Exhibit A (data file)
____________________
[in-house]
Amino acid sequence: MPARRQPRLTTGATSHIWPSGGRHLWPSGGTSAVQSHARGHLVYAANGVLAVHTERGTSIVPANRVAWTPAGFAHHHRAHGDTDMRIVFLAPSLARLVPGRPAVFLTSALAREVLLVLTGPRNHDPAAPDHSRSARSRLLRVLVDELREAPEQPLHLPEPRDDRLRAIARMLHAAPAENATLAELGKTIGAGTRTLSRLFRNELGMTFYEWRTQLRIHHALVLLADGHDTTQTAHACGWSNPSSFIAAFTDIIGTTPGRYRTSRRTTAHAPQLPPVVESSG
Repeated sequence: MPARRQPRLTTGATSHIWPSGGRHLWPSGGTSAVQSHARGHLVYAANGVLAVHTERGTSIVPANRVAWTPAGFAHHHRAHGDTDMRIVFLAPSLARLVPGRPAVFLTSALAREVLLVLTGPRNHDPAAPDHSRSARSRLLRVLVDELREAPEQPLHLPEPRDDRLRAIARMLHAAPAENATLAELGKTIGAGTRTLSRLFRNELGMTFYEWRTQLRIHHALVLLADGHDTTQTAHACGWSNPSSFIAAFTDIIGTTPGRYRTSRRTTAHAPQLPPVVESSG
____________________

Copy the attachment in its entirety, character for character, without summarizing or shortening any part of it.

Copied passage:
[in-house]
Amino acid sequence: MPARRQPRLTTGATSHIWPSGGRHLWPSGGTSAVQSHARGHLVYAANGVLAVHTERGTSIVPANRVAWTPAGFAHHHRAHGDTDMRIVFLAPSLARLVPGRPAVFLTSALAREVLLVLTGPRNHDPAAPDHSRSARSRLLRVLVDELREAPEQPLHLPEPRDDRLRAIARMLHAAPAENATLAELGKTIGAGTRTLSRLFRNELGMTFYEWRTQLRIHHALVLLADGHDTTQTAHACGWSNPSSFIAAFTDIIGTTPGRYRTSRRTTAHAPQLPPVVESSG
Repeated sequence: MPARRQPRLTTGATSHIWPSGGRHLWPSGGTSAVQSHARGHLVYAANGVLAVHTERGTSIVPANRVAWTPAGFAHHHRAHGDTDMRIVFLAPSLARLVPGRPAVFLTSALAREVLLVLTGPRNHDPAAPDHSRSARSRLLRVLVDELREAPEQPLHLPEPRDDRLRAIARMLHAAPAENATLAELGKTIGAGTRTLSRLFRNELGMTFYEWRTQLRIHHALVLLADGHDTTQTAHACGWSNPSSFIAAFTDIIGTTPGRYRTSRRTTAHAPQLPPVVESSG